As a photographer and traveler who actively avoids all things touristy, I tend to steer clear of anything remotely resembling a tour. But alas, a couple weeks ago I found myself at the Santiago launch event of a photography tour/workshop in Barrio Lastarria. To say the least, Foto Ruta, a company based out of Buenos Aires, opened my eyes to what a city tour could be.
Foto Ruta Santiago
Foto Ruta encourages its guests to use a camera, no matter how big or small, as a tool to discover a new city in greater depth. It offers a fresh way to explore Santiago with just enough guidance and more than enough freedom. There is no chugging along to all the most generic locations in the city as a guide regurgitates Wikipedia. There are no long-winded explanations about history with a group of people you generally wouldn't be caught dead with outside of forced interactions. The whole basis behind Foto Ruta is to get your creative juices flowing and force you to slow down and take notice of all the little things you generally would walk right past.
The four hour tour started in Casa Lastarria with a brief introduction about the company, the ideals and the neighborhood we would be exploring that day (to keep things interesting the neighborhoods often change). For non-photographers, founder Joss Mandryk and new addition to the team, Cat Allen, went over some helpful tips to get everybody thinking in visual terms. Fortunately the tips and accompanying photos were interesting enough that it wasn't boring for those who already had them in mind.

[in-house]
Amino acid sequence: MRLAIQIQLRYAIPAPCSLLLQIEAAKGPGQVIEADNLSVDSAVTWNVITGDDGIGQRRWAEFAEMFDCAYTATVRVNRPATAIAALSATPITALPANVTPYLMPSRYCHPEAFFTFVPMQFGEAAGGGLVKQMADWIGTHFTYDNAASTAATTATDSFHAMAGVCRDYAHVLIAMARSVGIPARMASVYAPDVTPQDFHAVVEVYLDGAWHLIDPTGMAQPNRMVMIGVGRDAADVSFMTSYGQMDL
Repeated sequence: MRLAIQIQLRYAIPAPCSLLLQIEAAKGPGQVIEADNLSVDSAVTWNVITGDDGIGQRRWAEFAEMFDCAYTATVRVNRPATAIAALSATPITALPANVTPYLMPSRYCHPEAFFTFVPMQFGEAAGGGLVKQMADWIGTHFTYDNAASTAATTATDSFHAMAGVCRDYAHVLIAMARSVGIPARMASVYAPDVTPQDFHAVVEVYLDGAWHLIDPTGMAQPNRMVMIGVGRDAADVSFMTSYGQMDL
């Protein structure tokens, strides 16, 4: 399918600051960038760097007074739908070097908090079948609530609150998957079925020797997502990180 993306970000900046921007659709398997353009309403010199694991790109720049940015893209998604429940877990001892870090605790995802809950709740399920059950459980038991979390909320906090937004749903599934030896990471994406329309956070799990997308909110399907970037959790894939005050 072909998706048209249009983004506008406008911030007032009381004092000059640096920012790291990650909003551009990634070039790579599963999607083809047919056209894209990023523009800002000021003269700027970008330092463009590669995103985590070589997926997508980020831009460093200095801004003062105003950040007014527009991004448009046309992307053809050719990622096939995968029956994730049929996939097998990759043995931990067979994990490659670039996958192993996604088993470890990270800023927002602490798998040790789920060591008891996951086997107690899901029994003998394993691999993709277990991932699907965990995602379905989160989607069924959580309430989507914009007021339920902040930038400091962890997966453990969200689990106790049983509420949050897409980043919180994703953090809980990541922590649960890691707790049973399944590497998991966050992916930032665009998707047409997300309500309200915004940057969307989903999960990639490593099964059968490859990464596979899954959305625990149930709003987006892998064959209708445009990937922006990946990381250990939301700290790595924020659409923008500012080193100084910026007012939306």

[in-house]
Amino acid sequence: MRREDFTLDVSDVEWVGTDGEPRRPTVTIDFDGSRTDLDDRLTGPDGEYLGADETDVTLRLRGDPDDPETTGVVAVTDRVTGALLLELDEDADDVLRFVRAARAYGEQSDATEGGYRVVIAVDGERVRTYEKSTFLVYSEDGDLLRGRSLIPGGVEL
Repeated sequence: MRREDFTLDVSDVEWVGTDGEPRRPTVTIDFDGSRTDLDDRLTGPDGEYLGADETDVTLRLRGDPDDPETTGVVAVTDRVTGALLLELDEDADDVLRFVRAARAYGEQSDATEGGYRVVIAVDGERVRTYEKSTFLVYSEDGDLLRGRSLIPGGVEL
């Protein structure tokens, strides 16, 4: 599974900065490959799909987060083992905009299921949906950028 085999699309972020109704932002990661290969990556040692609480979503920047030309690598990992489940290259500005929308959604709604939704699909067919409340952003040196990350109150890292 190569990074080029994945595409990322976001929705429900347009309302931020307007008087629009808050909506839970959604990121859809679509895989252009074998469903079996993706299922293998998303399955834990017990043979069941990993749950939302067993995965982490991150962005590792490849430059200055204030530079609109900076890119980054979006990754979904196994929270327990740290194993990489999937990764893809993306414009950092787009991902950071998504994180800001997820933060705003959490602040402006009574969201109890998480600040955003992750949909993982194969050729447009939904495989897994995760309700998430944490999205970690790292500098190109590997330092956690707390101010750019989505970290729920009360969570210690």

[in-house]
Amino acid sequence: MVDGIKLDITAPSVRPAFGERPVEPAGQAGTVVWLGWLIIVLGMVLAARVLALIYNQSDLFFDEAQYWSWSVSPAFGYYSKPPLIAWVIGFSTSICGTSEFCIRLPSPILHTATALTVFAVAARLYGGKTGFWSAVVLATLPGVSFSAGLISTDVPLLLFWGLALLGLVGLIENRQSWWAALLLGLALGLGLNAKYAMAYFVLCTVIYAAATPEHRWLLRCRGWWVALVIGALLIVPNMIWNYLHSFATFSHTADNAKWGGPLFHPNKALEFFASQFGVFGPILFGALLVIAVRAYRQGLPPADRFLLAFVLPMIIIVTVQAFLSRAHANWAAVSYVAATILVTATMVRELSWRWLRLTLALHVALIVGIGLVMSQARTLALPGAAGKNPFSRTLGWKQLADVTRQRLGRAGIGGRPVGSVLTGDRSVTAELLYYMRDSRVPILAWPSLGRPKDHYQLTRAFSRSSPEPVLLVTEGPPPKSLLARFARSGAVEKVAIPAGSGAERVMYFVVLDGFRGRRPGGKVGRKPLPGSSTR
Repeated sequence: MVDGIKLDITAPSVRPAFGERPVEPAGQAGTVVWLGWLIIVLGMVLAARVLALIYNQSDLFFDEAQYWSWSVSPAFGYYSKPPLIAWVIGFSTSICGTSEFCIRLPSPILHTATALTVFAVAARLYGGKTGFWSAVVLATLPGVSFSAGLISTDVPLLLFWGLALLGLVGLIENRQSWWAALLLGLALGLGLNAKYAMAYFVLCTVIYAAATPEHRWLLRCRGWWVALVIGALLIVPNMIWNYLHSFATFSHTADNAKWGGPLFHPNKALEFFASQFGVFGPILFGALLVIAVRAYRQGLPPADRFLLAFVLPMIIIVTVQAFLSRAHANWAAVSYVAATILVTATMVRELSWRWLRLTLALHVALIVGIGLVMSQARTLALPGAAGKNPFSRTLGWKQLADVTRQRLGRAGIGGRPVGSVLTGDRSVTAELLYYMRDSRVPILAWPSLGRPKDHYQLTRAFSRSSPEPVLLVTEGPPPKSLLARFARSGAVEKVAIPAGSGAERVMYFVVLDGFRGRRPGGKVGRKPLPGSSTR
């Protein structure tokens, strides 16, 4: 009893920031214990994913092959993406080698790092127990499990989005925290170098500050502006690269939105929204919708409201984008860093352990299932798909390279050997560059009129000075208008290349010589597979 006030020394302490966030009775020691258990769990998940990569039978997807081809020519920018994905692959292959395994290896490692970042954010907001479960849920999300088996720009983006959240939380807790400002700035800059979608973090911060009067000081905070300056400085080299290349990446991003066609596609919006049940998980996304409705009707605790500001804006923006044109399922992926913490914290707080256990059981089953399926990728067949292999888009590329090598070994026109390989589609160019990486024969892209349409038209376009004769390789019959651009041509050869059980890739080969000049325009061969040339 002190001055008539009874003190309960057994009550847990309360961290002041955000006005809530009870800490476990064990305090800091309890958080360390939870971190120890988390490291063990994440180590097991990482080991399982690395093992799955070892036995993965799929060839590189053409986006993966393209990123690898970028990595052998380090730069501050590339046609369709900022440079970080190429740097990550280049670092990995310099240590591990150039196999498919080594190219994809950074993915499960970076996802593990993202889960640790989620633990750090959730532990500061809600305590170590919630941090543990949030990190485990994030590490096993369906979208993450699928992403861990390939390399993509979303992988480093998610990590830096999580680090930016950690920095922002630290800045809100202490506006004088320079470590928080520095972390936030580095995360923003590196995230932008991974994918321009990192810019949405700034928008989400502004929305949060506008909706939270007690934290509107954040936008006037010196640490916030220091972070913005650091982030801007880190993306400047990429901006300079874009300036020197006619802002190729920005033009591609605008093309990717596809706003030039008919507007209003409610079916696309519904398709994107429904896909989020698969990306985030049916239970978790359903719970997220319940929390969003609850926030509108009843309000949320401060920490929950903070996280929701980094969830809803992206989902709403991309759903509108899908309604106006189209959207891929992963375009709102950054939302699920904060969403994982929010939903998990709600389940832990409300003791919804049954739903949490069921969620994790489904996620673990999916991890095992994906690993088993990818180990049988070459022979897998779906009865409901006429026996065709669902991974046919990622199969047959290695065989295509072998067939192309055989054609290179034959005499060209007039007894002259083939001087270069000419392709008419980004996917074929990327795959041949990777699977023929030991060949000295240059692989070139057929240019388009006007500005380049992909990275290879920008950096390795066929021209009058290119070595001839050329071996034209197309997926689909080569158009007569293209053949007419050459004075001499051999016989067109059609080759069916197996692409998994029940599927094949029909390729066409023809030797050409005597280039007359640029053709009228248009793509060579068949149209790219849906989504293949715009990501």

Interpretation of the clue "Designer Skies"
After the introduction we set out into Barrio Lastarria in small groups with a map, guide and a checklist of clues to get us thinking creatively. The clues, such as "designer skies," or "I want that on my skin" could be interpreted literally or in more abstract ways. The clues were what made the tour really interesting, especially seeing what everybody came up with. Interacting with locals, staring up at the sky or down at the ground and capturing anything of intrigue was all highly encouraged.
After two hours of slowly meandering through the streets, looking more intently at my surroundings than I can recently remember, we returned to the restaurant. With a glass of wine in hand, everybody then shared selected photos that applied to the clues.
Cat Allen and Joss Mandryk
The people involved and the environment created was fun, quirky and supportive. It wasn't about technical perfection or the quality of the camera. It was about the vision the person tried to get across in relation to the theme. And more often than not, there was a twist of humor that kept the mood very lighthearted, especially with some wine involved. Whether a photographer or just somebody looking for a fun way to spend an afternoon and flex some creative muscles, Foto Ruta is an exciting new way to explore Santiago.
Visit www.foto-ruta.com for more details. Locations and themes change frequently.